One such category is those who want "to grow at all costs to hack a market." To succeed, they must focus on the top line (i.e., sales), fundraise continuously, accept high dilution, and hire—often exhausting—many people. Their success metrics revolve around market traction, funding, and headcount. This category of entrepreneurs fits well within the traditional VC mindset, but "if they don't meet expectations, investors will spend less time with them and more with the winners. It is a hit-or-miss bet," Meunier said.
The second category of entrepreneurs is more sensitive to their impact and dilution. They are also more suspicious towards investors. They try to bootstrap their businesses and postpone fundraising until they reach glass ceilings. When they must fundraise, they handpick their financial partners and carefully size their funding. They attribute their success to team engagement, product satisfaction, and financial autonomy. Their mindset is not so compatible with VCs. "They are afraid of VCs, and VCs think they are not ambitious," Meunier said.
The best human and financial experience we had was with the second category. We noticed that with a small amount of capital, broken down into one or two rounds, we could build solid companies and manage to exit with multiples between 1.5x and 10x within six years. To partner with these entrepreneurs, we must be there at the right time, reassure them, and advise them.
Reflexion Capital positions itself as an alternative to current VC investors by offering entrepreneurs calibrated funding, supportive relationships, bootstrapping recognition, and financial autonomy.
Entrepreneurs we back have more freedom and more independence to finance their growth. They keep the absolute majority of their company (i.e., more than 51%). For key employees holding stock options, we make sure that these stock options are worth something, that is, several years of salaries. After three to five years, they may buy us out to get complete independence or move forward with LBO investors, with cash-out opportunities.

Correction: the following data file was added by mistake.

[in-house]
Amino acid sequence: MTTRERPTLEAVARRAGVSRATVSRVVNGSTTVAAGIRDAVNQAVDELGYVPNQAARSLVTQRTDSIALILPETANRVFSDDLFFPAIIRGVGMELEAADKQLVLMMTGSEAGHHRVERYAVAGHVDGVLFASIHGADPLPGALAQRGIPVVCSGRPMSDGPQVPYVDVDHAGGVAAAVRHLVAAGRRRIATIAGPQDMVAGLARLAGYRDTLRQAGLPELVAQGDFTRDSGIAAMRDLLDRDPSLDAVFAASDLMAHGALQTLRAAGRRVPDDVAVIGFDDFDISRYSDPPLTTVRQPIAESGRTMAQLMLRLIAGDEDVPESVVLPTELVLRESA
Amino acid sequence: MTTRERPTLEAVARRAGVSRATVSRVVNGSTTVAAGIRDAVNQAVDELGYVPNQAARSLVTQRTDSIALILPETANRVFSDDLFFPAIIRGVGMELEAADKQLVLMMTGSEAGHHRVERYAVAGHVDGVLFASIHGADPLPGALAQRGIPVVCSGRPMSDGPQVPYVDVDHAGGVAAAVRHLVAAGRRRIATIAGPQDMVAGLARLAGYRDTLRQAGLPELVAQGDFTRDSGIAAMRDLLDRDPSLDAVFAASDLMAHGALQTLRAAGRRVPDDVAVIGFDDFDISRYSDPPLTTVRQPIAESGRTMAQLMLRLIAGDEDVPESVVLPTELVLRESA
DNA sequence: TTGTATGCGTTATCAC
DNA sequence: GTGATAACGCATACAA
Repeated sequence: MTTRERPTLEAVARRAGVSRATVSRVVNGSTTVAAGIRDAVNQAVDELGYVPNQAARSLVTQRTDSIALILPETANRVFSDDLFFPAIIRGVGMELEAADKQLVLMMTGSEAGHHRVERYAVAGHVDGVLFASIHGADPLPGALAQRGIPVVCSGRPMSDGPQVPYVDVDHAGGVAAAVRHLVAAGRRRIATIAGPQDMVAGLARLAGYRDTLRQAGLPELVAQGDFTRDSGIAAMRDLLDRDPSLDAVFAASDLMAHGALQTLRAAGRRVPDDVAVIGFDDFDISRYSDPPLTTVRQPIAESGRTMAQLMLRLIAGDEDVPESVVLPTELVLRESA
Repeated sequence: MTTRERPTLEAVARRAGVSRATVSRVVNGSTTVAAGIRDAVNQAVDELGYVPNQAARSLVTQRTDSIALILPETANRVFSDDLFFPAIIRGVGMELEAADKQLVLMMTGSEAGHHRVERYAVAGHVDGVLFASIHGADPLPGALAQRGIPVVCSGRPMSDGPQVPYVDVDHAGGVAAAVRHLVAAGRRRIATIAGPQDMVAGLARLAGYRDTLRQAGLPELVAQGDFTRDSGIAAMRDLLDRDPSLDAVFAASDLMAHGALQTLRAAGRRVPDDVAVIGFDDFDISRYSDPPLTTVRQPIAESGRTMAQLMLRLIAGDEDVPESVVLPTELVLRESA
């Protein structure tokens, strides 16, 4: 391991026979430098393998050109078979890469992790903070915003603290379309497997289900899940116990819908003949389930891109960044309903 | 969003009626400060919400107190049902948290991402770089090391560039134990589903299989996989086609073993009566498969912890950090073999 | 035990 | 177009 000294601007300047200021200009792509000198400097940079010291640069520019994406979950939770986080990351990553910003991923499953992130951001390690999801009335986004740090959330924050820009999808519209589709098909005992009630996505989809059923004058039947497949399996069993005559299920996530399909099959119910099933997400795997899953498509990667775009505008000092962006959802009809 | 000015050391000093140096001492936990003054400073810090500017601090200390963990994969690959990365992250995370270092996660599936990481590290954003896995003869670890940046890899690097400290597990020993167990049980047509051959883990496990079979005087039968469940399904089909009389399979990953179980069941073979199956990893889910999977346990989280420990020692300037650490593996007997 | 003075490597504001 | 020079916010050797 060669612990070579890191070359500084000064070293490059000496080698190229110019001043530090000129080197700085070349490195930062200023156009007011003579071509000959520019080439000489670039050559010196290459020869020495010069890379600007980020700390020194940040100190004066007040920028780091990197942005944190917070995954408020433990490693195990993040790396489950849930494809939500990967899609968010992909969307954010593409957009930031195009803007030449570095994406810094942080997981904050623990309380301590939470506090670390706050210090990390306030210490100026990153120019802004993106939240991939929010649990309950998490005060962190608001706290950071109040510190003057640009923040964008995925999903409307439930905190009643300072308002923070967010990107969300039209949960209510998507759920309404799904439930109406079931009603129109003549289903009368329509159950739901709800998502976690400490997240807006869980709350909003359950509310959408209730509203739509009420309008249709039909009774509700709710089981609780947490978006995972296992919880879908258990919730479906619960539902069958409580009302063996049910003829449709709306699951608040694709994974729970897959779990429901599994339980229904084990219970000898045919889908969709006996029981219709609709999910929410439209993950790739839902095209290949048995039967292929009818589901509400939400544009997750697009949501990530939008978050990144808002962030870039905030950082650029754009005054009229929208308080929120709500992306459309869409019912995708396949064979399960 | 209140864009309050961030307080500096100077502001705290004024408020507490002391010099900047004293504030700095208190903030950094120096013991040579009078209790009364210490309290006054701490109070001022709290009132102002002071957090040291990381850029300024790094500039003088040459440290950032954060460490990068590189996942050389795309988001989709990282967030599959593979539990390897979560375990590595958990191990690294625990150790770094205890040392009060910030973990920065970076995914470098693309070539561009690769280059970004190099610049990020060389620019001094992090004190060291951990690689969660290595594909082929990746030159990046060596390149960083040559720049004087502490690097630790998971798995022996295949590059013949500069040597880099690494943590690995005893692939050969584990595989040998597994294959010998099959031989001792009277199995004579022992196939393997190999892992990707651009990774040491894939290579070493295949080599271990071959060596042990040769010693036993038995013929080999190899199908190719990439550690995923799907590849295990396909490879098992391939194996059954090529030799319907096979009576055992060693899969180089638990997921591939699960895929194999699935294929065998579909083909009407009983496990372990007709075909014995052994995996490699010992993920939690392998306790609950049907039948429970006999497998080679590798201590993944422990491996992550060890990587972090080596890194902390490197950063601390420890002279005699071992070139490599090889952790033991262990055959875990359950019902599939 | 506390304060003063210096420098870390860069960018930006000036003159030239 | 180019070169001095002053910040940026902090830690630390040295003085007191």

This type of financial partnership is expected in the private equity sphere for mature companies. Reflexion Capital makes it possible at an earlier stage of maturity.
Walk the talk
This could be the core principle of Reflexion Capital, as they apply what they promote. Although the team has a track record and a supportive community, they do not have a regulated fund yet and must find creative ways to execute their plan.
To gain time pending approval, we create and administrate SPVs. Although it can be more time-consuming and limit our capacity to invest, we go through it, for the time being, because we believe in what we do and want to own our space promptly.
Their goal is to fill the "Equity Gap" between pure VC and LBO funds by mitigating risks while capturing early-stage potential.
Unlike LBO fund managers, we enjoy and know how to navigate project mode, structure growing businesses, manage transition phases, and bring tech companies to profitability. Once the company is self-sustaining, its valuation is higher, and exit opportunities are more tangible.
At the end of our discussion, I asked Meunier if we should call Reflexion Capital a VC. He hesitated and replied, "We are a VC in the sense that we finance innovative companies. We are not a VC if the goal is to hack a market. Somehow, we consider ourselves as bootstrappers."
Considering the number of decks received (204 in 2020, and almost as much in 2021 Q1), entrepreneurs seem convinced already. The next step is to onboard institutional investors. Meanwhile, Reflexion Capital proceeds with determination and endurance, as true entrepreneurs do.